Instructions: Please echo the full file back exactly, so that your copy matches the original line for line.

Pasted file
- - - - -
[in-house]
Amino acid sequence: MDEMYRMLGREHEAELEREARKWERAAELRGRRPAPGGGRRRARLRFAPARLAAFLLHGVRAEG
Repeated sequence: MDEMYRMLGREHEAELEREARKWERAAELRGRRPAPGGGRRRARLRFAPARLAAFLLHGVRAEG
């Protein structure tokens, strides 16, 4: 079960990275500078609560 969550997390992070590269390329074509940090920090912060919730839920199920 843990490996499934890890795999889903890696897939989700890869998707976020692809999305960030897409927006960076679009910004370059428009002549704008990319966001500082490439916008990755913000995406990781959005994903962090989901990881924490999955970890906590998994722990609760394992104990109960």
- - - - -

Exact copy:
[in-house]
Amino acid sequence: MDEMYRMLGREHEAELEREARKWERAAELRGRRPAPGGGRRRARLRFAPARLAAFLLHGVRAEG
Repeated sequence: MDEMYRMLGREHEAELEREARKWERAAELRGRRPAPGGGRRRARLRFAPARLAAFLLHGVRAEG
């Protein structure tokens, strides 16, 4: 079960990275500078609560 969550997390992070590269390329074509940090920090912060919730839920199920 843990490996499934890890795999889903890696897939989700890869998707976020692809999305960030897409927006960076679009910004370059428009002549704008990319966001500082490439916008990755913000995406990781959005994903962090989901990881924490999955970890906590998994722990609760394992104990109960």